How do I repent of stealing from my neighbors?



I have sinned for many years. I recently gave my life to Christ. I repented to the Lord of all my sins. I am devoting the rest of my existence to serving the Lord Jesus Christ.

One of my biggest sins was being a thief for many years. I stole mainly to survive, to afford food, bills, etc. I never held up anyone, but I took things from people who never noticed they were gone. I also stole from retail stores.

I came up with a plan to perhaps repay them back. Maybe not to come out and say to them I stole from them because I'd lose their trust or worse, end up in jail. Maybe not to come out and say here are your items or here is the money from the items I sold, etc. But maybe anonymously send them money for good relevant reasons (in their lives), and sometimes anonymously return their stuff without them noticing.

One big question was about this. I stole stuff from my neighbor, who is a multimillionaire, and sold the stuff for money to live. I now feel very guilty about it regardless. I was considering sending them a card this Easter with the money in it to put toward the restoration of a home that they had purchased.

They don't need the money, and they didn't miss what I took, so my question is: Should I still send them the money from the items I took and sold, or should I donate it to a charity or to a church?
One reason I was hesitant to donate it to a church or a charity is because I believe it might be considered "dirty money" and was obtained through wrongdoings. But in the same sense, it would be like taking gambling winnings and donating them to a church or charity, it would be through means of "wrongdoing", wouldn't it? Would you agree with that? Should I give the money back to someone who doesn't necessarily need the money? Or give it to a Christian charity or church?

I stole from another person years ago, and I did the same thing. He is also rich and doesn't really need the money, but I considered giving him some items that equaled the amount in items I also took from him. Would that be acceptable?

As for other items I stole from retail stores over the years. I no longer have most of them. Should I donate the money to a charity or donate it to a church? I have sat for several hours and pondered and came up with almost everything I've ever stolen over the years and come up with a dollar amount from each one I stole from, whether it be knives and forks I took from restaurants wrongfully or shopping carts from stores, or items from stores. I want to give back what I took, if possible, and the items I still have. I may be unable to return some items to certain people, so I thought about giving them money instead. Would that be sufficient? Or is any of it necessary since I repented? I want to right all of my wrongs.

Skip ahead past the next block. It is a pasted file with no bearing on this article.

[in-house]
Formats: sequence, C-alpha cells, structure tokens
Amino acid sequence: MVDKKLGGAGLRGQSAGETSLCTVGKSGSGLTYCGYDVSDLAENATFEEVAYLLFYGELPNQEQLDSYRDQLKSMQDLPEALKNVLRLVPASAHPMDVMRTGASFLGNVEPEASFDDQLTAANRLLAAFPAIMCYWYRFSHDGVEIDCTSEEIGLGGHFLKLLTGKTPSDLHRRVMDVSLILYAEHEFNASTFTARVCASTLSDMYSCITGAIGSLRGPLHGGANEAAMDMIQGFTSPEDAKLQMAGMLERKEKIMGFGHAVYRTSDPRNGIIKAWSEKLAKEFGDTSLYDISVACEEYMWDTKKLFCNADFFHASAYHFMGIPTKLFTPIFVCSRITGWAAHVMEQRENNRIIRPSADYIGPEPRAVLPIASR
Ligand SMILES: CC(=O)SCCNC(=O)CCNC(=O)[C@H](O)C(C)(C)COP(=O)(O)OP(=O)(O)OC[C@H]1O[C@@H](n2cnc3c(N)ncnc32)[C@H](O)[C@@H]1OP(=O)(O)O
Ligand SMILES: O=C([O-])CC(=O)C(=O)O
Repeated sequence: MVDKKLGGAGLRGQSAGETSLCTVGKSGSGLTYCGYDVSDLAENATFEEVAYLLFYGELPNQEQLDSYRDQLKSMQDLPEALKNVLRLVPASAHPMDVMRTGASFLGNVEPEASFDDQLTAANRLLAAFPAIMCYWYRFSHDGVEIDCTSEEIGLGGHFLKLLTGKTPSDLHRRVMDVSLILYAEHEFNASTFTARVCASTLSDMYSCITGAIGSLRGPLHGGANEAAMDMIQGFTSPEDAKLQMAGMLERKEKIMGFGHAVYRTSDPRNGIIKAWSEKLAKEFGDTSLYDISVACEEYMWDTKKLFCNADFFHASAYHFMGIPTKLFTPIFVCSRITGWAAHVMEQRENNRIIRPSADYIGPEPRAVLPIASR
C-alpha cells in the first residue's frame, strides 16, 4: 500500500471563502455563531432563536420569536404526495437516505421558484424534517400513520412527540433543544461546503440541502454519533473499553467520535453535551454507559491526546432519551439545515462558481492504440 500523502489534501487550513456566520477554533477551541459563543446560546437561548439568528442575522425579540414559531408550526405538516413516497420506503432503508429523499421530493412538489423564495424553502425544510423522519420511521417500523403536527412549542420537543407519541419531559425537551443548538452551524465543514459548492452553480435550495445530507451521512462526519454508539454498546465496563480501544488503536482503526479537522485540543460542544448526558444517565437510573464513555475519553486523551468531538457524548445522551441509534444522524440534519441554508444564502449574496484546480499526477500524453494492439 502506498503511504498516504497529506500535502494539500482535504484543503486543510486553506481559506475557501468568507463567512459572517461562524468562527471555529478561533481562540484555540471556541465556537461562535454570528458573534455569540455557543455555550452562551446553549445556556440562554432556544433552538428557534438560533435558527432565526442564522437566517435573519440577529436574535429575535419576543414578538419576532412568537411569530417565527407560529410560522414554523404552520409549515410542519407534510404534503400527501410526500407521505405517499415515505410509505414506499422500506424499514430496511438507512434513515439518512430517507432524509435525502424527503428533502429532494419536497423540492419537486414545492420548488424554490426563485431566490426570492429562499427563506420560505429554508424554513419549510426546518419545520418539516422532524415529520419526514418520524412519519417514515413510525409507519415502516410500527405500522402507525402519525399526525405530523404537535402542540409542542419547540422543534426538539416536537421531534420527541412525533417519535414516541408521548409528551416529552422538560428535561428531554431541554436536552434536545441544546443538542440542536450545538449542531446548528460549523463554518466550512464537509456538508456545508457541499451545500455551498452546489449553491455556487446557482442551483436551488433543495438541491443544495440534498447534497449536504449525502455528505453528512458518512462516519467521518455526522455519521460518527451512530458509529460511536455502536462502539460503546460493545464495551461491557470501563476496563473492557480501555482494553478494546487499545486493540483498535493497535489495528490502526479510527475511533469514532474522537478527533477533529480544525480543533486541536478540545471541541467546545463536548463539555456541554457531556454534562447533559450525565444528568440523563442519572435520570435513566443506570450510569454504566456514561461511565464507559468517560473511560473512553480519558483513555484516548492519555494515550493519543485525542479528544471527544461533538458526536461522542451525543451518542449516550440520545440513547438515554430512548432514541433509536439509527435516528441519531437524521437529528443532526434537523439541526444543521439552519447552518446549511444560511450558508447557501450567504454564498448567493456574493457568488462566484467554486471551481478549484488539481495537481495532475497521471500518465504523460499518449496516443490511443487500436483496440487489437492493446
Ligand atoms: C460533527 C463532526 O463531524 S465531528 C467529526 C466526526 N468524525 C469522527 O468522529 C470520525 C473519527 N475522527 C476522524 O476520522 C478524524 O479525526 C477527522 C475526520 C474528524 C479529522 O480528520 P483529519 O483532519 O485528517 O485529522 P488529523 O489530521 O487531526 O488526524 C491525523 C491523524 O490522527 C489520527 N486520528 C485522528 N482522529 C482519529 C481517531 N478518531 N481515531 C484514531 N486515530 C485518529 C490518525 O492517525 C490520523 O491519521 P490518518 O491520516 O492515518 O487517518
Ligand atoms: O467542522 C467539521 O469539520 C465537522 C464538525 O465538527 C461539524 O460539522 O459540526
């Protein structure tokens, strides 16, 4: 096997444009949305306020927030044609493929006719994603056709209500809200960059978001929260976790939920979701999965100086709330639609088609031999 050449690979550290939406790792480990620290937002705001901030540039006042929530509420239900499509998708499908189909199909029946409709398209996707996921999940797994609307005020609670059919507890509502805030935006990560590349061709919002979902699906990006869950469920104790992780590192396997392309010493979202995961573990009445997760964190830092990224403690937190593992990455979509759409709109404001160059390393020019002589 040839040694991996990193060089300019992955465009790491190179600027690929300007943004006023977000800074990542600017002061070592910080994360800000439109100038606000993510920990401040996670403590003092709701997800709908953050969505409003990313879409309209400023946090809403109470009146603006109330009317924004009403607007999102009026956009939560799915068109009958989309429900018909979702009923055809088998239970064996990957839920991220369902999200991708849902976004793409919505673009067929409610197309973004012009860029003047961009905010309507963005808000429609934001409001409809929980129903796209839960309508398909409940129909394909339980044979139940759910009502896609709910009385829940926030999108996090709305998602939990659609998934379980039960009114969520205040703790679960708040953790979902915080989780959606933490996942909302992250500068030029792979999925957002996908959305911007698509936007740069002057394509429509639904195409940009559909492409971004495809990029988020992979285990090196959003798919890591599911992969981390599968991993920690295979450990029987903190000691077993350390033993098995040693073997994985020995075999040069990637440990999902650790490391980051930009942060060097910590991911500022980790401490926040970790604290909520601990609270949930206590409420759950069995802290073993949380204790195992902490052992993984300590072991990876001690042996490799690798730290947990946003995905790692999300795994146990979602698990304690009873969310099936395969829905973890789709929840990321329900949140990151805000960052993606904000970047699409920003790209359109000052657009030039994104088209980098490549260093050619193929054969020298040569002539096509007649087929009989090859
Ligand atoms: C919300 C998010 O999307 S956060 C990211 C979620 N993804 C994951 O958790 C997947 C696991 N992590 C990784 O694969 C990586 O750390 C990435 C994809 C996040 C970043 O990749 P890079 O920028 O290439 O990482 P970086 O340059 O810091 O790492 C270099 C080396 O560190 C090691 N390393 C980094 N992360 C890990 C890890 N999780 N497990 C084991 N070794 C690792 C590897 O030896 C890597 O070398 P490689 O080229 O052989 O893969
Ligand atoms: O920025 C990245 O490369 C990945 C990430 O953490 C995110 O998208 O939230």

Some of it I still have, and I plan on trying to give it all back. It may take me a very long time to do it since I am very poor(below the poverty level). I am self-employed, and I depend on the means of selling what I obtain honestly and before, sometimes dishonestly. I can't hold a steady job because I am either too slow or not good enough for anyone at anything I ever do. It caused me deep depression in the past and feeling worthless because I'm not good at anything, and it is likely the root of what caused me to steal and live the life I did.

I hope to hear back from you soon; I'm a day or two away from thinking about giving the millionaire an Easter card with the money inside. I would like to know what I should do.



One of the things to consider when making restitution is that you don't want to appear to be profiting from what you stole. Whether a victim of your thefts is rich does not make any difference. His success in life does not justify you taking things from him. If you give the man money to restore a house, you are using his money to make yourself appear to be generous, which would not be proper.

Since you know what you took from each person, it would be better to tell the person. It would be difficult to do, and it might strain relationships or land you in jail, but it also has the greatest potential for healing problems you might not even be aware that you caused. However, if you can't bring yourself to do that, then mail a cashier's check to each person without a return address. Include a short unsigned note explaining that you became a Christian and regret the sins you committed in the past, which included stealing from the person. This way, the person knows why money was mysteriously mailed to him. I would suggest treating the stores in the same way. Use charities when you don't remember who you stole from so that at least someone else benefits from your change.

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